Radio and music streaming platform, iHeartMedia, is jumping into the metaverse. On Wednesday, iHeart announced its plans for Roblox, the open-world video game, where it will open a virtual stadium to produce digital concerts, similar to how iHeart recently opened a venue in Fortnite.
iHeart is trying to establish an early foothold in what is being called the metaverse, which for now is still very much rooted in the video game genre with worlds such as Roblox and Fortnite, where players have free roam of the place and brands can create their own experiences.
What spurred this sudden change? “We want to meet listeners where they are,” said Conal Byrne, CEO of iHeartMedia Digital Audio Group, in a recent video call. In this case, 52.2 million people play on Roblox daily, and they are mostly younger audiences, who are not on terrestrial radio like they are on other mediums such as social media. Last week, iHeart held its first concert in Fortnite, where Charlie Puth played.
Furthemore, Byrne expressed true belief in the potential longevity of this venture for the platform. “This is not a short-term project for us […] I think actually that’s where other folks in the metaverse have fallen down a little bit, with a one-and-done stunt, where the theatre goes dark after one event in the metaverse.”
In regards to how iHeartland will work in Roblox, here is a framework; There is a virtual neighbourhood where people can collect in-game rewards and exchange them for “iHeartBucks”. Players can run their own radio stations, which are storefronts inside the neighbourhood, and the players unlock songs and playlists. It is a “tycoon” game, which is a popular genre.
Roblox will trade virtual goods, such as merchandise related to performing artists, in exchange for in-game currency. There is a venue sponsored by Intel, where players can pick up items that enhance the performance of their avatars. And State Farm branding is all over the place in the park and concert venue; there’s even a trampoline that plays the State Farm jingle when a player bounces. The concert venue will host 10 concerts and 10 podcasts over the first year, Byrne said. On Friday, the singer Lauv will be the first performer.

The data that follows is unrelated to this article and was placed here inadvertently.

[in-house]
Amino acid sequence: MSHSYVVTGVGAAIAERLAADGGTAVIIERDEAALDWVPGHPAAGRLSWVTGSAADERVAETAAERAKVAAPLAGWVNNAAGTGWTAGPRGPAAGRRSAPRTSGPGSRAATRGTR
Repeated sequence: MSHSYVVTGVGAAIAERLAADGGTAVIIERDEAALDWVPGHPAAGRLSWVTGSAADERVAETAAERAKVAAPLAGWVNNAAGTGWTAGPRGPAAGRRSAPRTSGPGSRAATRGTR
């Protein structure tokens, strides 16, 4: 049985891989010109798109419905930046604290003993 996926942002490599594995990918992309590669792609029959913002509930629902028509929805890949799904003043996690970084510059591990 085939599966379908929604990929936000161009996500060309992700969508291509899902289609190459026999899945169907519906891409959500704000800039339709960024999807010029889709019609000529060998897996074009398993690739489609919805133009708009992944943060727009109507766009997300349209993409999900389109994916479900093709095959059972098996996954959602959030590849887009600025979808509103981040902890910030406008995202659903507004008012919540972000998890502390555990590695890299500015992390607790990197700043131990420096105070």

iHeartMedia is really capitalising on an area which is seeing much deliberation and uncertainty as well as excitement and curiosity. Part of Facebook’s rebrand was designed to first compete with virtual worlds such as Roblox and Fortnite. Meta owns VR headsets and apps like Horizon Worlds. But the metaverse is expected to incorporate mixed reality that blends real-world settings with holographic interactivity. There also are blockchain-based gaming worlds, such as Decentraland and The Sandbox, that incorporate NFTs, cryptocurrencies, and virtual real estate.
The decision to move into Web3 positions iHeart as a forward thinking company. “Everybody is hoping at some point there will be a convergence of all of these worlds,” said Jessica Jerrick, executive VP of business development and partnerships for iHeartMedia. “If I had my crystal ball, we’re probably a few years out from that.”
Last week, Roblox said it would launch new ad units in the games that could help marketers like iHeartMedia drive players to their activations in the game. The “immersive” ads appear on virtual billboards in the game, and there are ads with portals that take players to a brand’s spot. For now, iHeart works mostly with Super League Gaming, a video game-based experiential marketing firm, which has “street teams” inside Roblox that promote brands. The “street teams” are non-playable characters that move around Roblox to promote activities from brands.
State Farm’s deal with iHeart gives the brand an easy way to show up as it already does in the real world, with naming rights on stadiums, only this one is virtual and moving into a new and yet undecided world.